Annual or perennial, monoecious or dioecious, herbs, climbers, shrubs or trees. Leaves opposite or apparently whorled, simple, mostly entire, domatia often present; stipules interpetiolar, free or fused, sometimes leaf-like, often deciduous. Inflorescences terminal or axillary, usually dichasia or thyrses, rarely a simple or compound head, or flowers solitary. Flowers bisexual or unisexual, usually actinomorphic, sessile or pedicellate; bracts present; sepals usually 4 or 5, often rudimentary, or absent; corolla tubular, usually 4- or 5-lobed, sometimes 2-lipped; stamens as many as corolla-lobes and alternating with them, inserted on corolla-tube, anthers 2-celled, dehiscing by longitudinal slits, rarely by pores; ovary inferior, or rarely, semi-inferior, completely or incompletely 1–12-celled, ovules 1-many per cell, style simple or bifid, stigmas capitate or filiform. Fruit a capsule, drupe or schizocarp, dehiscent or indehiscent, often fused into a compound fruit; seeds 1-many, endosperm usually present.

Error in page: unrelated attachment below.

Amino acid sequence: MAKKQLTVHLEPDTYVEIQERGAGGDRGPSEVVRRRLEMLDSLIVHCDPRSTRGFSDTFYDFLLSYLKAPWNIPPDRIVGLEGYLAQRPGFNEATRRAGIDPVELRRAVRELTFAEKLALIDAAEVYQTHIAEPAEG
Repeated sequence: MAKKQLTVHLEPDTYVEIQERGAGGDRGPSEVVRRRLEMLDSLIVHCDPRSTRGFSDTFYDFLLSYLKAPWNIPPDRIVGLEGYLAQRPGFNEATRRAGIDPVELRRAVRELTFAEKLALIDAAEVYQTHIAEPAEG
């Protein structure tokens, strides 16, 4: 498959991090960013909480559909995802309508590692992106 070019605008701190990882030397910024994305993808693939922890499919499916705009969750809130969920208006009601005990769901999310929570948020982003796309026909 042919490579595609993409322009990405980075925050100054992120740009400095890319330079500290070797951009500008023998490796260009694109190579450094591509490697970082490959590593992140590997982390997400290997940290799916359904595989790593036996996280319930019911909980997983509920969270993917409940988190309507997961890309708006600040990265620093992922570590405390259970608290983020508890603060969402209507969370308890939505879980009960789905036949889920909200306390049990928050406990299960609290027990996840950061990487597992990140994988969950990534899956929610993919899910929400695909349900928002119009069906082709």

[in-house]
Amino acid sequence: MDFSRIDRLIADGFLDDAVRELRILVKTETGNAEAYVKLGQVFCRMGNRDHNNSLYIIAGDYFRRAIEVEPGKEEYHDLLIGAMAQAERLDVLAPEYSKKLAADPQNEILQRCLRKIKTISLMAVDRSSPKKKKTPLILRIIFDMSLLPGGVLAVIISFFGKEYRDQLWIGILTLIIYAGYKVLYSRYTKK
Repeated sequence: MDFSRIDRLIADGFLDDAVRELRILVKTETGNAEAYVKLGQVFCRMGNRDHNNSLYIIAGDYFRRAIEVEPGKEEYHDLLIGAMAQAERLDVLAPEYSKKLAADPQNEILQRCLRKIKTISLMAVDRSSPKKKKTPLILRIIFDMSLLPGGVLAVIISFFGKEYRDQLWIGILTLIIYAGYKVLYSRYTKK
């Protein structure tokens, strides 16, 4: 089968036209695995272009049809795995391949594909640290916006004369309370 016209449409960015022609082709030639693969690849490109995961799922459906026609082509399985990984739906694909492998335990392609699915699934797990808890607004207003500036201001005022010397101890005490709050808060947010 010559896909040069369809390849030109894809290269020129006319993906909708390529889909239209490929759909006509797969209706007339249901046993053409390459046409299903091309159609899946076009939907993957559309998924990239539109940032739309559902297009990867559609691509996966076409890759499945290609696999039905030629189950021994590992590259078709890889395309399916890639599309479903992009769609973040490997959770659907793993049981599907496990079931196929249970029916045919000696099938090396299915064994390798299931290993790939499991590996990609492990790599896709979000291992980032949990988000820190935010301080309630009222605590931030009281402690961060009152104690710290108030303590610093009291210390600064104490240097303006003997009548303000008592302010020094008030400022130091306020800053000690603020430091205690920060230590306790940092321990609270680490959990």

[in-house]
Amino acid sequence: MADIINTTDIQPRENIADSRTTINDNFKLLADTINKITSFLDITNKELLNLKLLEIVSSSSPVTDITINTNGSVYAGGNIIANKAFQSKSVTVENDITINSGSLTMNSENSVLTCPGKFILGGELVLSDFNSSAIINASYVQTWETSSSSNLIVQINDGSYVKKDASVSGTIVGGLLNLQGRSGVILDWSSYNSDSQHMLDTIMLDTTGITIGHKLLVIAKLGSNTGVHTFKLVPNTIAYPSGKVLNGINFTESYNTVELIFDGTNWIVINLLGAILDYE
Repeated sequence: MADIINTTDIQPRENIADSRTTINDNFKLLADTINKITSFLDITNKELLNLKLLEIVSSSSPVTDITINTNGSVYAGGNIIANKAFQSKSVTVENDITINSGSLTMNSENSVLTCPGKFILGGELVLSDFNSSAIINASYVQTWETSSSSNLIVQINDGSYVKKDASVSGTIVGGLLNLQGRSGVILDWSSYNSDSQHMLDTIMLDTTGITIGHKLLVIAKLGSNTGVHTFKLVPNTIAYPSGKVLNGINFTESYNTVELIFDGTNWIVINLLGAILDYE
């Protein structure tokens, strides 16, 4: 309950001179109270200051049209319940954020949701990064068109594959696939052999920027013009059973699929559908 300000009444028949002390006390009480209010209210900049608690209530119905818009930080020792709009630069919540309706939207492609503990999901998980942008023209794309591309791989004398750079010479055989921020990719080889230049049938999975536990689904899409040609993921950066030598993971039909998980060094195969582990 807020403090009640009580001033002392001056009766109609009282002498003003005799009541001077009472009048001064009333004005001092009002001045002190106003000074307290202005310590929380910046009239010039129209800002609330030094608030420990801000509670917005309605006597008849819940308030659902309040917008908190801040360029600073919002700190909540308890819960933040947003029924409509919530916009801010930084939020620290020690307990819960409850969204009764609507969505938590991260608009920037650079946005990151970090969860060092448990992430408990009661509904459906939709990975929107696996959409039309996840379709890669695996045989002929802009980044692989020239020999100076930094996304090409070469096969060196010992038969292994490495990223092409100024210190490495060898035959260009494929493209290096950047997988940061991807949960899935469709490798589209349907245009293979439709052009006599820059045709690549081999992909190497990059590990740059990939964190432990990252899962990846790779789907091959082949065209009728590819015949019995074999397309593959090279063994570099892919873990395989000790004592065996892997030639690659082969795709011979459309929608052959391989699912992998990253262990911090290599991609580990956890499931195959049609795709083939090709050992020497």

About 650 genera with c. 7000 species, mostly in tropical and subtropical regions of the world; 42 genera and c. 200 species in Australia.
The family includes many species of economic importance, including ornamentals and sources of dyes and various medicinal or edible products (coffee is obtained from Coffea arabica L. and quinine from Cinchona L. species). The fruits of many species have been used as food by Australian aborigines.
The unification of Nertera and Leptostigma into Coprosma, as recommended by Heads (1996), has not been followed here.
Heads, M.J. (1996). Biogeography, taxonomy and evolution in the Pacific genus Coprosma (Rubiaceae), Candollea 51(2): 381-405.